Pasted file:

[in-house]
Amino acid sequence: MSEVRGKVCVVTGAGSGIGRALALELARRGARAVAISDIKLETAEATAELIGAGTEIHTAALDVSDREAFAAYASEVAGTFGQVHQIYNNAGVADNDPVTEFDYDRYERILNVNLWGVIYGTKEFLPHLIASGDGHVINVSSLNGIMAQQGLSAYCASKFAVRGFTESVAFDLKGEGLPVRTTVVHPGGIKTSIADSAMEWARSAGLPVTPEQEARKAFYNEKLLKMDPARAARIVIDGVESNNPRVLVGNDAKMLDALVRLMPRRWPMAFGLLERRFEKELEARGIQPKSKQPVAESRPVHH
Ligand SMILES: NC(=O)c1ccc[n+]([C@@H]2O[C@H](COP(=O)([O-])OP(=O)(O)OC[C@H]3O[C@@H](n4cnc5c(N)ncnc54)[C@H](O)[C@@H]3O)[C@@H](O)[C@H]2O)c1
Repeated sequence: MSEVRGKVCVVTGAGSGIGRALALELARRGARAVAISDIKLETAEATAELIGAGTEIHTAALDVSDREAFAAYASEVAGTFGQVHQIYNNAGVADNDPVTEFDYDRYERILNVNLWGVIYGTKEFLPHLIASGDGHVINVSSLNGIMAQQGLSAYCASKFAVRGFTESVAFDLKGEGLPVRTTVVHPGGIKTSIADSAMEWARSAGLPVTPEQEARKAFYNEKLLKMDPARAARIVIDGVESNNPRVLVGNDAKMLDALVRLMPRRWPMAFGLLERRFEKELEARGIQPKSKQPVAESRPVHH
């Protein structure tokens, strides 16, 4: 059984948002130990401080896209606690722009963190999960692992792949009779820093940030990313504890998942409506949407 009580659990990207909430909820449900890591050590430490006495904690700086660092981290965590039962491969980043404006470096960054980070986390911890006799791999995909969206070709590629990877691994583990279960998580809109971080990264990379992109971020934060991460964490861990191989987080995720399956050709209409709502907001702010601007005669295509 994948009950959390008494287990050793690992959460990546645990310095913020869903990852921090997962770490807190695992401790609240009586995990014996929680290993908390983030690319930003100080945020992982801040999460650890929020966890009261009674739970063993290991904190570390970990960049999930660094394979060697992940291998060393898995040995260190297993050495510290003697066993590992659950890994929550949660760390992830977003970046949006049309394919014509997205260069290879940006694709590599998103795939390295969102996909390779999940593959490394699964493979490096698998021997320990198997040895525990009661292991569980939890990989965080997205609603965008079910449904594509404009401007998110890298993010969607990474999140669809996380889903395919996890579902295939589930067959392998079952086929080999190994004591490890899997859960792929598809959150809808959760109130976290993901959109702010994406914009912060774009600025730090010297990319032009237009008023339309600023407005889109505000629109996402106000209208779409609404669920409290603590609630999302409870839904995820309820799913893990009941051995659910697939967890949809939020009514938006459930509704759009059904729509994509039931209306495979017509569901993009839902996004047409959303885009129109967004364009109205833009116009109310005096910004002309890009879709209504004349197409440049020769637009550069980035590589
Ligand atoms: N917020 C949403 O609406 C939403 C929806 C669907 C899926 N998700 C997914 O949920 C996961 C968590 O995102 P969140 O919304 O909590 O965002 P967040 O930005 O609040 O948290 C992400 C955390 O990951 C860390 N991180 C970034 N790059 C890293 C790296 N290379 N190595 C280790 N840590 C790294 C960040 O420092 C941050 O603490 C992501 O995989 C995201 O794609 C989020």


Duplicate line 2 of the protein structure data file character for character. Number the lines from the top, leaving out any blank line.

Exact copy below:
Amino acid sequence: MSEVRGKVCVVTGAGSGIGRALALELARRGARAVAISDIKLETAEATAELIGAGTEIHTAALDVSDREAFAAYASEVAGTFGQVHQIYNNAGVADNDPVTEFDYDRYERILNVNLWGVIYGTKEFLPHLIASGDGHVINVSSLNGIMAQQGLSAYCASKFAVRGFTESVAFDLKGEGLPVRTTVVHPGGIKTSIADSAMEWARSAGLPVTPEQEARKAFYNEKLLKMDPARAARIVIDGVESNNPRVLVGNDAKMLDALVRLMPRRWPMAFGLLERRFEKELEARGIQPKSKQPVAESRPVHH